questionsam i the only one who thinks the confirmation of…

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While this is a major achievement for science, I seriously doubt that this discovery will change 3/14 from Pi day to "Higgs Boson day". This achievement is simply a stepping stone for future development. I will be more excited to see what achievements we make due to this discovery.

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Absolutely not.

Since the Standard Model has been used to make predictions with accuracy for quite awhile, I do not see the discovery itself having a huge impact. BUT...it is COOL!

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Everything is a stepping stone to future achievements, research, and knowledge so I don't get that argument to dismiss discovering the Higgs boson.

It is major in that it does change our understanding of things...mass comes from the Higgs and not the protons like we thought it did for all these years.

It will suck for the astronomy students in college, who probably don't realize it yet, because their text books are about to become worthless come time to sell it back. My astronomy book was bought back for $2 because they launched the Hubble telescope while I had an astronomy class and the stuff they found almost immediately...

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@first2summit: Used book resale has gone to hellz since I went to college. It was bad enough years ago when you'd get 2-3 years of resale out of a book. Nowadays, they are obsolete by the end of the semester.

I think it's a conspiracy.

And to the OP. I think it's cool as hellz.

j5 j5
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There are a couple of other people that think so too.

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@first2summit: Actually, the Higgs Boson and Higgs Field have been part of the Standard Model for years. That is why there has been an ongoing race to prove its existence. If it could not be proven, THAT would have been when a change to our understanding of the Universe would need to take place.

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But I thought it wasn't the Higgs Boson particle, just a Higgs Boson particle purposed by the Standard Model.

I do like the fact that I feel as if science is getting some headway. It felt stagnant lately.

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@morriea: Yeah but it was all theory until now and that makes all the difference in the world.

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@first2summit: Believe me I know. I am one of the excited ones. My point is that its existence has been assumed whenever there are predictions made using the Standard Model. Much of today's technological advancements in electronics are based on our understanding of the Standard Model. My only point is that it is not something that will advance science as much as people think because scientists have been basing their current work on the assumption that it exists. That does not change.

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@morriea: I agree it's really cool, but it will be a giant leap once they can prove (or even just test) string theory.

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but doe sit spin at the speed of spooky action at a distance?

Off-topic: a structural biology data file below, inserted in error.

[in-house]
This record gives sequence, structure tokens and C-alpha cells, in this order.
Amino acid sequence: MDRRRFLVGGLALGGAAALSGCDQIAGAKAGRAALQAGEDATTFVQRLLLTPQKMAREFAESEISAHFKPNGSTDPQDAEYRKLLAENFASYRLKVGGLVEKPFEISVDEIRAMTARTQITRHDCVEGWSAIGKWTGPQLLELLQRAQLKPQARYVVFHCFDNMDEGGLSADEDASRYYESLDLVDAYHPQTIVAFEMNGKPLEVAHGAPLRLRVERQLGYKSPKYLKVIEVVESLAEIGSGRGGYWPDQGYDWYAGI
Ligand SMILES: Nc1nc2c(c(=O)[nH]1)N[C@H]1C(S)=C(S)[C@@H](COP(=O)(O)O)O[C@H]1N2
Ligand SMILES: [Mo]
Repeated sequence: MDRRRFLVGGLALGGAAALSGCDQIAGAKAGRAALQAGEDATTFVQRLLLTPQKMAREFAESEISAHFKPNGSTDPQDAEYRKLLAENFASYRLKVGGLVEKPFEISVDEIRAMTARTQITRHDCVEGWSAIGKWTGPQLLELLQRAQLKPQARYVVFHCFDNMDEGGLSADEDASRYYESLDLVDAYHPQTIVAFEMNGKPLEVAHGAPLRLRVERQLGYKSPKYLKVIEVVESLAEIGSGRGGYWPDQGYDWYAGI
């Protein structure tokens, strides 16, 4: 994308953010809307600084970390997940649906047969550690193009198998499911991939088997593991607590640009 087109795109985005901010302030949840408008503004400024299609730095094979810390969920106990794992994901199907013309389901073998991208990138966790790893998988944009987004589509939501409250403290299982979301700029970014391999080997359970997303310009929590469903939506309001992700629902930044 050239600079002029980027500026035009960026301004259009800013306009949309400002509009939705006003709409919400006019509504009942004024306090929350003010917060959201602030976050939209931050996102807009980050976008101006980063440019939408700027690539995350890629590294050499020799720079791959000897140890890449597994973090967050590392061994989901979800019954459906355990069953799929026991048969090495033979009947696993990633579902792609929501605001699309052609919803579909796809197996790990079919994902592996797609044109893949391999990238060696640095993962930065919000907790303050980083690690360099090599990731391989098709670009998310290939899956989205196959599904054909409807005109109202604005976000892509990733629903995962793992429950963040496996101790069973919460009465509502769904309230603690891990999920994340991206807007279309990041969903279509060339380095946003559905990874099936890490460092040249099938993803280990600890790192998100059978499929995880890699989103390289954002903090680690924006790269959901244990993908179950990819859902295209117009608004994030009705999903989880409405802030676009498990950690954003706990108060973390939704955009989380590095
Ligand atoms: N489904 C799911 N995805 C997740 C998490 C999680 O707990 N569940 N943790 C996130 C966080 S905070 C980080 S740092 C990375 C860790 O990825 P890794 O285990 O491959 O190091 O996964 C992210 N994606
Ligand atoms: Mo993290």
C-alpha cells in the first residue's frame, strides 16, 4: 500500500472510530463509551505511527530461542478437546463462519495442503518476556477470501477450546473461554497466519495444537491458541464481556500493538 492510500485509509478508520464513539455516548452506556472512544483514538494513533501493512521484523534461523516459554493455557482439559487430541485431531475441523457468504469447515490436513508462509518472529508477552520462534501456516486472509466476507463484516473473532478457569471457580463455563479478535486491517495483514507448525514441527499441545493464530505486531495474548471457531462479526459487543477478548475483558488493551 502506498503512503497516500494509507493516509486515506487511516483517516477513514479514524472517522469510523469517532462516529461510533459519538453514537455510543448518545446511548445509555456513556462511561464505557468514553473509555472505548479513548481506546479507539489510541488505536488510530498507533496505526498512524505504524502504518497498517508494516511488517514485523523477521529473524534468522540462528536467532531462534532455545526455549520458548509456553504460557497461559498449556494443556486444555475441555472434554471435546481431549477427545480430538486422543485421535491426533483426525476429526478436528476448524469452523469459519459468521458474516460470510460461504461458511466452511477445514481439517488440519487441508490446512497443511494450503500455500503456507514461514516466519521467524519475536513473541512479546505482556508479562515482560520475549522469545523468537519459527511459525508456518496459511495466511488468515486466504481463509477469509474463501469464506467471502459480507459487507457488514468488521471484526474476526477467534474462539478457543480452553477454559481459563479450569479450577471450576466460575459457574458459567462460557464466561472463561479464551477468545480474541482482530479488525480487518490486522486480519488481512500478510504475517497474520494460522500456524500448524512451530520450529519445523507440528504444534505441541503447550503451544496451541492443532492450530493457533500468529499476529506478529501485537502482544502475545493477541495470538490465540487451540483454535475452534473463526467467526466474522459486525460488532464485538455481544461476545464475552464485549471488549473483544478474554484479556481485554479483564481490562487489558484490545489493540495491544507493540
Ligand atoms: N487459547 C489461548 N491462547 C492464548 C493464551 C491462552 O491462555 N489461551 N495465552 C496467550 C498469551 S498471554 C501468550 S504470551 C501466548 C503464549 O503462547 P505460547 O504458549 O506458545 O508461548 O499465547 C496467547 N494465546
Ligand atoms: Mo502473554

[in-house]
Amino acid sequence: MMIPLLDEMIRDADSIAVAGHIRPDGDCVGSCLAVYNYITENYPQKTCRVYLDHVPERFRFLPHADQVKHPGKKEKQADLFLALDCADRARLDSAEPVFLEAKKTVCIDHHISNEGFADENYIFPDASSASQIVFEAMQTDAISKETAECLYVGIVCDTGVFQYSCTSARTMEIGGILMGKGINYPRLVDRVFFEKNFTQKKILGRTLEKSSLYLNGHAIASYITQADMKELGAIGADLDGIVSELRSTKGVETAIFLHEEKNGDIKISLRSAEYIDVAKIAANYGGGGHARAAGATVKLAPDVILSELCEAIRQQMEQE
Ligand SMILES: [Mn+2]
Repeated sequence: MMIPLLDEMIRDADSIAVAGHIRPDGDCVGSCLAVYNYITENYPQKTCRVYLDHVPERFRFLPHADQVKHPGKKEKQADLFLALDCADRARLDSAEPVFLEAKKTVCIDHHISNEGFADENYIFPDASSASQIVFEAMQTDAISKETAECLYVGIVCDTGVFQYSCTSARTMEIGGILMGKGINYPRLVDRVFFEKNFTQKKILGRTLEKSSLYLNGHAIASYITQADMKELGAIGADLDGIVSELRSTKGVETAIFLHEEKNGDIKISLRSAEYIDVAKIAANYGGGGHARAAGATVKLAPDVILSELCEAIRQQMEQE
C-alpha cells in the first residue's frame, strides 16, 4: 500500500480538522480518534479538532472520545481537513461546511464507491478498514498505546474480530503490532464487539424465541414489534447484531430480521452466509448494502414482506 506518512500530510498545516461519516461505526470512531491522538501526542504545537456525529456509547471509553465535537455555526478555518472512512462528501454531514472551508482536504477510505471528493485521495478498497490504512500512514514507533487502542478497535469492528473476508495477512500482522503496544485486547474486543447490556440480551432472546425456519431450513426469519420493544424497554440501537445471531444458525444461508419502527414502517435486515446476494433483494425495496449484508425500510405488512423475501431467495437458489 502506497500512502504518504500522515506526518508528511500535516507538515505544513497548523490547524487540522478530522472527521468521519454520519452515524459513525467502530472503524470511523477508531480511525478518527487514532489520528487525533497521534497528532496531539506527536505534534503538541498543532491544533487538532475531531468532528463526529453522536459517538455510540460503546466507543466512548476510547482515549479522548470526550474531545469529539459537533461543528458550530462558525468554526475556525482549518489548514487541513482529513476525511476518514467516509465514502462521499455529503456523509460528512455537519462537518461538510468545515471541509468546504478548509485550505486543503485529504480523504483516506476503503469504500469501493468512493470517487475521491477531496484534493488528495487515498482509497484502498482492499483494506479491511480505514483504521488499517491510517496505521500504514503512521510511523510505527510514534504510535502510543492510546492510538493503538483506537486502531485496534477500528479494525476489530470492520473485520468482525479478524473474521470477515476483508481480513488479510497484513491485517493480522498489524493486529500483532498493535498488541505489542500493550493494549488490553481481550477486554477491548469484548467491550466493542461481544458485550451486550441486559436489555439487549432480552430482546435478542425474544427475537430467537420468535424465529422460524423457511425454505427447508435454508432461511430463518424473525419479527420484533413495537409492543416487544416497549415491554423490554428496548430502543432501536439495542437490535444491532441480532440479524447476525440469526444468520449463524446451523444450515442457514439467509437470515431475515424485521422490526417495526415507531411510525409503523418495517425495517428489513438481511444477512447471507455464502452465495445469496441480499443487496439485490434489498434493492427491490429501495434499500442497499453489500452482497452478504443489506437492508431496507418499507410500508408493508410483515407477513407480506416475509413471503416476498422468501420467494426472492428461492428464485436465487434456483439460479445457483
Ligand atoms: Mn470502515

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did you guys know that Kim Kardashian and Kanye West are having a baby. crazy....

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i lost faith in science as soon as they tried to convince me that Pluto wasn't a planet. All girls know that "size doesn't matter", and its about time scientists adopted the same attitude. It' not small, it's "cute". To quote Job Bluthe "The jury is still out on science"

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@first2summit: I feel like you didn't read my comment, or perhaps misread my comment. One of the first things that I said was that the discovery was a "major achievement", how is that an "argument to dismiss discovering the Higgs boson"? My argument is that the discovery is not so big as to rename 3/14 to "Higgs Boson day".

There are currently no known technological benefits from this discovery, but when there are, I will start to appreciate the discovery more.

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@ndcouch: Science is not something you have faith in. I lament the loss of Pluto's official status as a planet (I still teach it to my kids and have a "Pluto: Never Forget" tshirt) but the decision was logical and based on data as all scientific classifications should be. The size of Pluto has little to do with its status as a dwarf planet (despite the word "dwarf" being a part of the name). It lost it's planetary status due to the ongoing discovery on additional objects orbiting the sun beyond Neptune and the need to have a consistent system to classify things in our solar system. Since Pluto does not have a clear orbital path around the Sun (Pluto's orbit crosses that of Neptune), it was reclassified. Scientific models need to be revised from time to time to incorporate new evidence, though sometimes we may not like it. But science doesn't care if you have faith in it or not.

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@belowi: dear Lord, apparently nobody can recognize sarcasm. I at least thought that quoting Gob Bluthe's "the jury is still out on science" comment would let people know i was joking.